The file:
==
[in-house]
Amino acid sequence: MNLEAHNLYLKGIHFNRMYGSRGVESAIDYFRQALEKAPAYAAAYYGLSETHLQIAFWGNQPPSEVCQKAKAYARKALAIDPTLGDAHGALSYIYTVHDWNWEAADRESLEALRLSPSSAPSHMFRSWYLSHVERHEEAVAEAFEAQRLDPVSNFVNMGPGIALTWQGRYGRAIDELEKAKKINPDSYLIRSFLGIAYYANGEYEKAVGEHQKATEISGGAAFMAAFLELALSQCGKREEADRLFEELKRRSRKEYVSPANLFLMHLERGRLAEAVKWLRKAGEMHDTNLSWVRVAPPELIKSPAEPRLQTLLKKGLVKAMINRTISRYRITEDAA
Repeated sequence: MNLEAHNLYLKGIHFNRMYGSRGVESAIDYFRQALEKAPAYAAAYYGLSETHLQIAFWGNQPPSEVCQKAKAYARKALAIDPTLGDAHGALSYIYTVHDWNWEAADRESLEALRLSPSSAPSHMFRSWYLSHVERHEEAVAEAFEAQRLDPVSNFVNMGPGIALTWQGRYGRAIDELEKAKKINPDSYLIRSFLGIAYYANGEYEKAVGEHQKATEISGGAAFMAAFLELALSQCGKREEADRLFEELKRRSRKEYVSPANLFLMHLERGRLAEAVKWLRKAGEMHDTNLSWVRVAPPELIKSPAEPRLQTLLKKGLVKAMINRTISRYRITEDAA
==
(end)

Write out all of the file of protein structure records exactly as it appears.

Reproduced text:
[in-house]
Amino acid sequence: MNLEAHNLYLKGIHFNRMYGSRGVESAIDYFRQALEKAPAYAAAYYGLSETHLQIAFWGNQPPSEVCQKAKAYARKALAIDPTLGDAHGALSYIYTVHDWNWEAADRESLEALRLSPSSAPSHMFRSWYLSHVERHEEAVAEAFEAQRLDPVSNFVNMGPGIALTWQGRYGRAIDELEKAKKINPDSYLIRSFLGIAYYANGEYEKAVGEHQKATEISGGAAFMAAFLELALSQCGKREEADRLFEELKRRSRKEYVSPANLFLMHLERGRLAEAVKWLRKAGEMHDTNLSWVRVAPPELIKSPAEPRLQTLLKKGLVKAMINRTISRYRITEDAA
Repeated sequence: MNLEAHNLYLKGIHFNRMYGSRGVESAIDYFRQALEKAPAYAAAYYGLSETHLQIAFWGNQPPSEVCQKAKAYARKALAIDPTLGDAHGALSYIYTVHDWNWEAADRESLEALRLSPSSAPSHMFRSWYLSHVERHEEAVAEAFEAQRLDPVSNFVNMGPGIALTWQGRYGRAIDELEKAKKINPDSYLIRSFLGIAYYANGEYEKAVGEHQKATEISGGAAFMAAFLELALSQCGKREEADRLFEELKRRSRKEYVSPANLFLMHLERGRLAEAVKWLRKAGEMHDTNLSWVRVAPPELIKSPAEPRLQTLLKKGLVKAMINRTISRYRITEDAA